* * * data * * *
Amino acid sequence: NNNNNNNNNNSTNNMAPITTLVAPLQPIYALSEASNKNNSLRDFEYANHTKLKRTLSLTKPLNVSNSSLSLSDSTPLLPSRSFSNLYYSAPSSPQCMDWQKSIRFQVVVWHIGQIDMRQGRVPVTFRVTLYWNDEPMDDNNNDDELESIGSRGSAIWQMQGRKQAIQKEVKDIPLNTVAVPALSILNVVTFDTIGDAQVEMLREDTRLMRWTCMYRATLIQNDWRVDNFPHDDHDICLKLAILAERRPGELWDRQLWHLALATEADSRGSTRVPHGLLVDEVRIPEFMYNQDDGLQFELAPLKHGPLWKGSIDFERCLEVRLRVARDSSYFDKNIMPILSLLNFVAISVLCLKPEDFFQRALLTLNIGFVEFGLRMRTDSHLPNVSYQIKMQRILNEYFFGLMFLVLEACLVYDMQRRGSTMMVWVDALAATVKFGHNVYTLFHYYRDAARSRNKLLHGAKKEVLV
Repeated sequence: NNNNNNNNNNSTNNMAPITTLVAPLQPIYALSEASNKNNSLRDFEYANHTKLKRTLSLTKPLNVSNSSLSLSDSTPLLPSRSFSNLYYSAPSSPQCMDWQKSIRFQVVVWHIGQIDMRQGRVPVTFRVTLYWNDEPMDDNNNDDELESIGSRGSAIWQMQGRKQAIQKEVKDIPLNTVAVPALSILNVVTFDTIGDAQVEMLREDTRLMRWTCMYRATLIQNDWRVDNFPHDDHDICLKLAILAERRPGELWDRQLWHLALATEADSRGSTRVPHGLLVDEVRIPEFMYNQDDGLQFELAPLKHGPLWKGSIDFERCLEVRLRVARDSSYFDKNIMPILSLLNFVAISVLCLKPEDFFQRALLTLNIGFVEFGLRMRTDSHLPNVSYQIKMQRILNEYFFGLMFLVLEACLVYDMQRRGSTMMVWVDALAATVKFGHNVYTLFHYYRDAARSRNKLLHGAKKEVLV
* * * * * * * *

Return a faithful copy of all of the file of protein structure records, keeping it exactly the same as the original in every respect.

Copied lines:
Amino acid sequence: NNNNNNNNNNSTNNMAPITTLVAPLQPIYALSEASNKNNSLRDFEYANHTKLKRTLSLTKPLNVSNSSLSLSDSTPLLPSRSFSNLYYSAPSSPQCMDWQKSIRFQVVVWHIGQIDMRQGRVPVTFRVTLYWNDEPMDDNNNDDELESIGSRGSAIWQMQGRKQAIQKEVKDIPLNTVAVPALSILNVVTFDTIGDAQVEMLREDTRLMRWTCMYRATLIQNDWRVDNFPHDDHDICLKLAILAERRPGELWDRQLWHLALATEADSRGSTRVPHGLLVDEVRIPEFMYNQDDGLQFELAPLKHGPLWKGSIDFERCLEVRLRVARDSSYFDKNIMPILSLLNFVAISVLCLKPEDFFQRALLTLNIGFVEFGLRMRTDSHLPNVSYQIKMQRILNEYFFGLMFLVLEACLVYDMQRRGSTMMVWVDALAATVKFGHNVYTLFHYYRDAARSRNKLLHGAKKEVLV
Repeated sequence: NNNNNNNNNNSTNNMAPITTLVAPLQPIYALSEASNKNNSLRDFEYANHTKLKRTLSLTKPLNVSNSSLSLSDSTPLLPSRSFSNLYYSAPSSPQCMDWQKSIRFQVVVWHIGQIDMRQGRVPVTFRVTLYWNDEPMDDNNNDDELESIGSRGSAIWQMQGRKQAIQKEVKDIPLNTVAVPALSILNVVTFDTIGDAQVEMLREDTRLMRWTCMYRATLIQNDWRVDNFPHDDHDICLKLAILAERRPGELWDRQLWHLALATEADSRGSTRVPHGLLVDEVRIPEFMYNQDDGLQFELAPLKHGPLWKGSIDFERCLEVRLRVARDSSYFDKNIMPILSLLNFVAISVLCLKPEDFFQRALLTLNIGFVEFGLRMRTDSHLPNVSYQIKMQRILNEYFFGLMFLVLEACLVYDMQRRGSTMMVWVDALAATVKFGHNVYTLFHYYRDAARSRNKLLHGAKKEVLV